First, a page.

Juni-hitoe, or twelve layers of kimono, was favored in Heian society (794–1192). The elaborate presentation of a color palette was determined foremost by rank and, perhaps secondarily, by season. Color guidelines were based on the cycles of nature and changes in the landscape. The sumptuary laws of the Edo Period (1600–1867) standardized the number of layers to five, or go-hitoe.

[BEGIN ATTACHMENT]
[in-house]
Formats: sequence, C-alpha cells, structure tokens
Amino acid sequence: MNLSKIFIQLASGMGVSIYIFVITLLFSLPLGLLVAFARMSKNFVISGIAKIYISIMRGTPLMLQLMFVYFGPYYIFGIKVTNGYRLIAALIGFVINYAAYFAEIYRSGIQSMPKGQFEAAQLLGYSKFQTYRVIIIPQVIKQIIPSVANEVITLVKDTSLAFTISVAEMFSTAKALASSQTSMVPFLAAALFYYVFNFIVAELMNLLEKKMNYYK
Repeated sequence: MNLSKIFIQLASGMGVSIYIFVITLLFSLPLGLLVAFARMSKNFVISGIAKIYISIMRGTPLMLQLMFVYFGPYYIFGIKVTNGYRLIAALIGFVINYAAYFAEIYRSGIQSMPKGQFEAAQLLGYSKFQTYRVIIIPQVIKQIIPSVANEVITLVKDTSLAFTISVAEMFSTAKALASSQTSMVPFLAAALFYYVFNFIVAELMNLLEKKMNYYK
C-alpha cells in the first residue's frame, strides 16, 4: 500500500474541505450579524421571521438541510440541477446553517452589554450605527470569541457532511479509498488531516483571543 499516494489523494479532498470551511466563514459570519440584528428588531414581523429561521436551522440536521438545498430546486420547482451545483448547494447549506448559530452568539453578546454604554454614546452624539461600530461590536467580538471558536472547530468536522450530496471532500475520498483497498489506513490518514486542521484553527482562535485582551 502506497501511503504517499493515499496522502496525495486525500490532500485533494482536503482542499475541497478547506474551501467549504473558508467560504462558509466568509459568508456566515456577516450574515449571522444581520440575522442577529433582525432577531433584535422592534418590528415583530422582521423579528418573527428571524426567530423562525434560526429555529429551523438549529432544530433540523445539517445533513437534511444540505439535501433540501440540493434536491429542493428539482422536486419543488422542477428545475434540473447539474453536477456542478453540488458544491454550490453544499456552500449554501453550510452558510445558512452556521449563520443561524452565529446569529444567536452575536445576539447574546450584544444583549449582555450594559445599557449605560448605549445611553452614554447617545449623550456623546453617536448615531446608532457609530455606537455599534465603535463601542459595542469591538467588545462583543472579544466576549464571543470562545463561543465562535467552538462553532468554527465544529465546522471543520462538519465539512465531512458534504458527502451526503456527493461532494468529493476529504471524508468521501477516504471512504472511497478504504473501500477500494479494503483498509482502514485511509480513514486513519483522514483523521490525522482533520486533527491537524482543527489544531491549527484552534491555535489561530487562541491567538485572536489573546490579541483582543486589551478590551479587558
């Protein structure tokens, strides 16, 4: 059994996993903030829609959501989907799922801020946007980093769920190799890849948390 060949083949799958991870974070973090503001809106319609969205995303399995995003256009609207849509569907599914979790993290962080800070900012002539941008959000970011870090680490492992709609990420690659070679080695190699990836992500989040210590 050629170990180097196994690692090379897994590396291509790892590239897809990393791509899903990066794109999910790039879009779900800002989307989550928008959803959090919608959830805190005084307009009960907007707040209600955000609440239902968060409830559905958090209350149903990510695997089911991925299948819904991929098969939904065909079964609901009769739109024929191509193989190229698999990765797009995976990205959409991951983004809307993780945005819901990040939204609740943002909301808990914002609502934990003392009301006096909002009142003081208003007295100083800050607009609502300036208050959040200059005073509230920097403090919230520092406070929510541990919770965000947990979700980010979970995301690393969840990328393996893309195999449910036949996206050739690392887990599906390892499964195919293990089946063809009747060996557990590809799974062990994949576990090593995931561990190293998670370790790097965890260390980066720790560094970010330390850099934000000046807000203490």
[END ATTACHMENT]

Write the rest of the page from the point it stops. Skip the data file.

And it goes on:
Heian layers revealed their colors at the front opening, lower hem, and sleeve cuff . Sometimes a final outer robe or ceremonial apron called a mo (commonly white) was added to formalize the ensemble. I did not adhere to strict rules of color set for this kimono but chose four colors that I admired in Japanese kimono and “topped” it with off -white.
Reverse stockinette-stitch bands highlight the color changes, and short-rows shape the colorwork at the center front. Th e yarn blend of merino and linen combines matte and shine that emulates tone-on-tone woven work.